Threat UK will quit Brexit talks unless EU drops bill of €100bn

David Davis rules out discussion on cost of leaving EU before talks on future trade

The size of Britain’s exit bill, and which types of negotiations can begin before it has been agreed, has been a source of debate for weeks. Photograph: Victoria Jones/PA Wire

The size of Britain’s exit bill, and which types of negotiations can begin before it has been agreed, has been a source of debate for weeks. Photograph: Victoria Jones/PA Wire

 

The UK will quit talks on leaving the European Union unless the bloc drops its demands for a divorce payment as high as €100 billion, British Brexit secretary David Davis has said.

Britain’s negotiations would otherwise be plunged into “chaos”, Mr Davis said in a weekend interview, and even a £1 billion settlement would be “a lot of money”.

The size of Britain’s exit bill, and which types of negotiations can begin before it has been agreed, has been a source of debate for weeks. European Commission president Jean-Claude Juncker has said the UK will have to pay some £50 billion (€58.2bn), while Luxembourg’s prime minister Xavier Bettel has signalled a figure between €40 billion and €60 billion.

The Financial Times estimated the cost could balloon to €100 billion, while a study by the Institute of Chartered Accountants in England and Wales put the cost at as low as £5 billion (€5.8bn).

British prime minister Theresa May’s government has said it will meet its commitments to the EU, but has questioned how Brussels officials reached their preliminary estimates.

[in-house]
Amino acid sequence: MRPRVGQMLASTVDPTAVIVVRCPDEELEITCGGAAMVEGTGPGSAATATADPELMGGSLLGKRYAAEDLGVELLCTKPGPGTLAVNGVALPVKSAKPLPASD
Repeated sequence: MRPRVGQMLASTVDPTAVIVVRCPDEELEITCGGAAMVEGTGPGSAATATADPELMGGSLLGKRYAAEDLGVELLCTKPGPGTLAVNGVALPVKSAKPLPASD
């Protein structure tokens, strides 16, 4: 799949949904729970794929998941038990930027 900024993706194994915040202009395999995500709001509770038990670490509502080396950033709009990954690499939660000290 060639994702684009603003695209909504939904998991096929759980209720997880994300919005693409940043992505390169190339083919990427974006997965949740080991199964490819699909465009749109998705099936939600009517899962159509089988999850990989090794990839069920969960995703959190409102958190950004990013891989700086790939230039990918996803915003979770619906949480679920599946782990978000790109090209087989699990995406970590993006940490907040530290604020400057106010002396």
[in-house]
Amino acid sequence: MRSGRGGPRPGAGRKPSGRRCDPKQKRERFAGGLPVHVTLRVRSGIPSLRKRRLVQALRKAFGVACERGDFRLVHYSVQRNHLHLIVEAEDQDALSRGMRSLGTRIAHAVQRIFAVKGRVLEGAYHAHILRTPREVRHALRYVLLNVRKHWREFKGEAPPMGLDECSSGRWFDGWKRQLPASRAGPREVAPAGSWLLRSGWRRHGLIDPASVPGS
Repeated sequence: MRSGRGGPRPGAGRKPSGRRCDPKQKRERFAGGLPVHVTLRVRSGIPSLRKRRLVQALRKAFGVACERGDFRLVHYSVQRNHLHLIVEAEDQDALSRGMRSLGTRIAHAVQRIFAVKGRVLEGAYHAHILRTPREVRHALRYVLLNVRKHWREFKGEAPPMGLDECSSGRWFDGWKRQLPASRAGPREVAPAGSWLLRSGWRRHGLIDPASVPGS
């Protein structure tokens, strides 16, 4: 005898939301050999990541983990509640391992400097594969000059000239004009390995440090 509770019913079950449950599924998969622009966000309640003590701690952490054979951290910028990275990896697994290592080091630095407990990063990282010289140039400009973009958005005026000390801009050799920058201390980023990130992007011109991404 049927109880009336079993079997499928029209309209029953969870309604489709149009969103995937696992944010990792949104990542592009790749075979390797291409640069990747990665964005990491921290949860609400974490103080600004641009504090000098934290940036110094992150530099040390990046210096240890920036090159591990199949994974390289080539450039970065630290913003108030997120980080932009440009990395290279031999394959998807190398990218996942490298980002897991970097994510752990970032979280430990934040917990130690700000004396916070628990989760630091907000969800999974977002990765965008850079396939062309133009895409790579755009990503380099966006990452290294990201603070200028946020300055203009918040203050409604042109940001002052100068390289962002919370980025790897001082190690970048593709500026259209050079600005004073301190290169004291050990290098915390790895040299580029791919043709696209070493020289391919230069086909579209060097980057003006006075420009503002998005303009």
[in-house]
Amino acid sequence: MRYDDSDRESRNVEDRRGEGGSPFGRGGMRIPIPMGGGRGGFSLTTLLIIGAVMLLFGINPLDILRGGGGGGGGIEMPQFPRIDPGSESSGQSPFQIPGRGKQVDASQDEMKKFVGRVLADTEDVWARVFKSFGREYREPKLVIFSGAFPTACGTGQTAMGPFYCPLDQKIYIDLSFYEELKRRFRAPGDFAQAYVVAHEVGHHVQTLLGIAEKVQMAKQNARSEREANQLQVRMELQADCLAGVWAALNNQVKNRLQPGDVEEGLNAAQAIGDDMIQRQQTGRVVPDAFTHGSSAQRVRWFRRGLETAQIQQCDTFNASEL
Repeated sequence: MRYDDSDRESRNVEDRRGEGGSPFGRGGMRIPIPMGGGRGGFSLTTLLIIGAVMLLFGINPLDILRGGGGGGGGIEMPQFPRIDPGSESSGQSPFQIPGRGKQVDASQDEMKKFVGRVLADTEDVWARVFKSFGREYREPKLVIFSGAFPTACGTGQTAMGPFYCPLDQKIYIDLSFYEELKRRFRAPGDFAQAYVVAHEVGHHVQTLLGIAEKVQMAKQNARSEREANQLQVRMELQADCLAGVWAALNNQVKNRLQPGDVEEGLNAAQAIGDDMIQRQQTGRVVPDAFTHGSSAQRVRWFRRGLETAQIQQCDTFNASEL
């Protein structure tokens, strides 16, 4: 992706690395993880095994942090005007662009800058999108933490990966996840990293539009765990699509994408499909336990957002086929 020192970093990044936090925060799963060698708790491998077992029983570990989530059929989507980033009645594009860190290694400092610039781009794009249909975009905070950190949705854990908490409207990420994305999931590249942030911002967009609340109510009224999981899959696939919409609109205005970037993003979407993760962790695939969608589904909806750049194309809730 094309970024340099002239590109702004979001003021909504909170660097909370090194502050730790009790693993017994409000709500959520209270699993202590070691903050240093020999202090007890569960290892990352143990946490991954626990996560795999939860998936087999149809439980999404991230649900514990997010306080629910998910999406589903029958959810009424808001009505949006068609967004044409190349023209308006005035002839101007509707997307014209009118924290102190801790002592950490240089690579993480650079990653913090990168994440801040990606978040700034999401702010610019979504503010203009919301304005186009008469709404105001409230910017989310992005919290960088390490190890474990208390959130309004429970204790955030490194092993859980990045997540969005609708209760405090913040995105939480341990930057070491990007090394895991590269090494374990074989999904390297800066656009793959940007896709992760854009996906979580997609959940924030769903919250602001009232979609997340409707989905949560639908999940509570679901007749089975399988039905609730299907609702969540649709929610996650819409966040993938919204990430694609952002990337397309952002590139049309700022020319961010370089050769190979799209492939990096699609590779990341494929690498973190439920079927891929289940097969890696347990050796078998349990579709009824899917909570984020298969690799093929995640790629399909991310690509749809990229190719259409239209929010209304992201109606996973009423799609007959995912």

“We don’t need to just look like we can walk away, we need to be able to walk away,” Mr Davis said. “Under the circumstances, if that was necessary we would be in a position to do it.”

Turbulent

Mr Davis also said the negotiations, which are expected to begin on June 19th, would be “fairly turbulent”, and he would reject any blueprint for discussions that required the issues of the divorce bill, EU citizens’ rights and Northern Ireland’s Border to be solved before talks could begin on future trade. “The first crisis or argument is going to be over sequencing,” he said.

Ms May also weighed in on the Brexit bill, saying in a separate interview with the Sunday Telegraph that “money paid in the past” by the UK into joint EU projects and the European Investment Bank ought to be taken account of in the final sum. “There is much debate about what the UK’s obligations might be or, indeed, what our rights might be. We make it clear that we would look at those, both rights and obligations.” – Bloomberg